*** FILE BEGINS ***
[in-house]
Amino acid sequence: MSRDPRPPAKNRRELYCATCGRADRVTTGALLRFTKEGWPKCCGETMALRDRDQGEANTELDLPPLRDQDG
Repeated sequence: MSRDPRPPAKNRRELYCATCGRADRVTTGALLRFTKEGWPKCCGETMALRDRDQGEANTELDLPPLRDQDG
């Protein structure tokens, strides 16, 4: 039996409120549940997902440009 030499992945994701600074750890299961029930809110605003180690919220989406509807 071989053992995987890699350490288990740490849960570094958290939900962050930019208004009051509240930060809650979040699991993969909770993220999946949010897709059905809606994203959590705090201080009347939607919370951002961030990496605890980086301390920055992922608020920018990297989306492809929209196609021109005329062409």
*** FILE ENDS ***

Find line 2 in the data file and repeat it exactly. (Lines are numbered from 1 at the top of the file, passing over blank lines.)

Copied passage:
Amino acid sequence: MSRDPRPPAKNRRELYCATCGRADRVTTGALLRFTKEGWPKCCGETMALRDRDQGEANTELDLPPLRDQDG